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Partisans who argue that one party or the other would be at an automatic advantage depending on the method of counting in presidential elections would be well advised to consider the following breakdown.

Of the Top 10 states by population, four (Texas, Florida, Ohio and North Carolina) went Republican in 2020, seven (add Pennsylvania, Michigan and Georgia) in 2016. Likewise, of the 10 least populous states, only five (Wyoming, Alaska, North and South Dakota and Montana) typically go Republican and five (Vermont, Delaware, Rhode Island, Maine and New Hampshire or the District of Columbia) Democratic. Thus the Electoral College advantage to one party is not as manifest as commonly thought.

The argument that Los Angeles or Hennepin County are more populous than many states misses the point that people — not counties — vote and that the thousands of Republican people in those places are unrepresented in the Electoral College. Likewise Democrats in Texas and Alabama.

The contention that small states would not get candidate attention in a popular vote is contrary to the reality that only five or 10 swing states are targeted in the current system. It may be that states like Wyoming will get more focus in a national popular vote because every vote will count equally, and media buys are a bargain in smaller markets.

Bill Richardson, Minneapolis

What the two sides can offer

The writer of "The balancing act" (Readers Write, Dec. 11) about conservatism and liberalism quotes from Michael Oakeshott's description of the conservative mind-set. Unfortunately, he attempts to extend that description by reversing it to describe the liberal mind-set. That seems to be like attempting to describe chocolate ice cream by reversing all the attributes of vanilla ice cream. It doesn't work like that and nothing I know of in Oakeshott's writing attempts to make that logical leap. The writer does, however, summarize quite well what Oakeshott seems to have been getting at — that the course of human affairs could be well-served by the conservative mind-set, regardless of political leaning or affiliation.

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I find the letter "The balancing act" to be too stereotypical. Conservatism as preferring the familiar, the tried and the proven leads to "we have always done things this way" or "why change what is not broken." This worldview misses the possibilities of change. Consider where society would be if Martin Luther King's "I have a dream" or John F. Kennedy's "the goal, before this decade is out, of landing a man on the moon" never happened due to conservative thought. Consider vaccines taking a decade or more to develop using conventional means and not months by abandoning the usual methods. I prefer to dream, to imagine possibilities, to wonder and say, "Why not try change to improve our lives?"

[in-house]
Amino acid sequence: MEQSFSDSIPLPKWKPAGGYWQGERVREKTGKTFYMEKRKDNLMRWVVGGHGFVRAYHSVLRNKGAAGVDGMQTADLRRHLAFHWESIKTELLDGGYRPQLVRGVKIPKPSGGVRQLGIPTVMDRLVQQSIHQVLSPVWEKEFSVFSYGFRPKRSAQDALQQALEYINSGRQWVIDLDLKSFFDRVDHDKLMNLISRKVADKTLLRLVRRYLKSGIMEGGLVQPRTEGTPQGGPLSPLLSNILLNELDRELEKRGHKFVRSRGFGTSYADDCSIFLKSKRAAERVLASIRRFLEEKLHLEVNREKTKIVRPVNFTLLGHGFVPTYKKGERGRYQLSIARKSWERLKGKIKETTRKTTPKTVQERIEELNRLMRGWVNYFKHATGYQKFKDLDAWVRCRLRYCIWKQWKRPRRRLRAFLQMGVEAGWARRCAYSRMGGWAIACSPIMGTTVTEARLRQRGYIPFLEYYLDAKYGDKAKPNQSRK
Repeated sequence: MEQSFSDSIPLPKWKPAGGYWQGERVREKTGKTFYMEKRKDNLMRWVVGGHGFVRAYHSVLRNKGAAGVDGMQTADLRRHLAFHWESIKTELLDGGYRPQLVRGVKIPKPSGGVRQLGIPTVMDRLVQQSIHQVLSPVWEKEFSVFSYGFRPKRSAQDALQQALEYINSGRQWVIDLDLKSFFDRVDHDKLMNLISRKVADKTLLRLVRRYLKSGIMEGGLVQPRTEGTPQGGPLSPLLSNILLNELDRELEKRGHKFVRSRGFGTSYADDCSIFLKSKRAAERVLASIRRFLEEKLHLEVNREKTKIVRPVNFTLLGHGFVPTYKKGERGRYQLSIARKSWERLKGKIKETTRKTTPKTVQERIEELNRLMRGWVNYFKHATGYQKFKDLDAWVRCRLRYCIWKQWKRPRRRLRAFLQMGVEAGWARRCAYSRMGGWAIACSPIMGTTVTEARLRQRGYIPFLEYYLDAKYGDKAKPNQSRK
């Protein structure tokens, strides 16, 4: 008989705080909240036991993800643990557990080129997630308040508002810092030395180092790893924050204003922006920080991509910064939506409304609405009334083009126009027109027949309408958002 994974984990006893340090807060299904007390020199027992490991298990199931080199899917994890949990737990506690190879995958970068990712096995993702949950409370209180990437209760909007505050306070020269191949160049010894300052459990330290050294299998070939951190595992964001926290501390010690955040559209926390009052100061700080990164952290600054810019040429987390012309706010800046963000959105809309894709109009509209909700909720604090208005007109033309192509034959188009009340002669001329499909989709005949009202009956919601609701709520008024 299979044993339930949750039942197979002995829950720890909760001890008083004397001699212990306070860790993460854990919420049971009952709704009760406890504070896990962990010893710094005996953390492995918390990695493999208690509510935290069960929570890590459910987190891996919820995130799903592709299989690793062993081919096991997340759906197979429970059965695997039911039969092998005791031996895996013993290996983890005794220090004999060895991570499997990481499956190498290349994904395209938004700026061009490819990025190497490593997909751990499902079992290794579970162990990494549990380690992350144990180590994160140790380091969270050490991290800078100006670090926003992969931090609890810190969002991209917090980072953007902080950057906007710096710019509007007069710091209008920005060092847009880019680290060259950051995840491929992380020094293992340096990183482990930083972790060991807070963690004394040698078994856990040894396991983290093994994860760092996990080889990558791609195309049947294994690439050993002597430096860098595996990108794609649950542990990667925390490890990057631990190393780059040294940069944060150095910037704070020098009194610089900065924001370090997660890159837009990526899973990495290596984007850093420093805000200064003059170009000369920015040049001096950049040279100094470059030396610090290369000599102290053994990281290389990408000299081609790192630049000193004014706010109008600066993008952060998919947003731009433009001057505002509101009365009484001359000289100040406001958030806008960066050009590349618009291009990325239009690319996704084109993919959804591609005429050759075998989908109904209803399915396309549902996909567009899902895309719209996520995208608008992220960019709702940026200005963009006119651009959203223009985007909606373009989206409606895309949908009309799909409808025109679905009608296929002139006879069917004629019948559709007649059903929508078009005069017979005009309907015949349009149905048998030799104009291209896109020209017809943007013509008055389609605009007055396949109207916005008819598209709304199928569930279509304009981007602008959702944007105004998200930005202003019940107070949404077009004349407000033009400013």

John Thurow, Minneapolis
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The "balancing act" letter writer purports to define the labels "conservative" and "liberal," wishing for a world where the "right" and "left" are married to create "what can be."

Across the page, Chicago Tribune columnist Steve Chapman ("Oregon leads the way in decriminalization," Opinion Exchange) showed us what can be a useful and constructive drug policy. That policy has played out for the last 20 years in Portugal, and the metrics strongly suggest that decriminalizing most drug possession and use works well for society.

Chapman has described his own political views as "moderate libertarian," a label as meaningless as any, but he conspicuously avoids labels in his analysis of Oregon's fledgling programs.

So, my advice to the letter writer: Do not ask whether a thing is conservative or liberal, left or right. Instead, ask, does the thing provide concrete benefits to a majority of our citizens, or does it not?

The labels serve only to divide us; don't use them.

William Beyer, St. Louis Park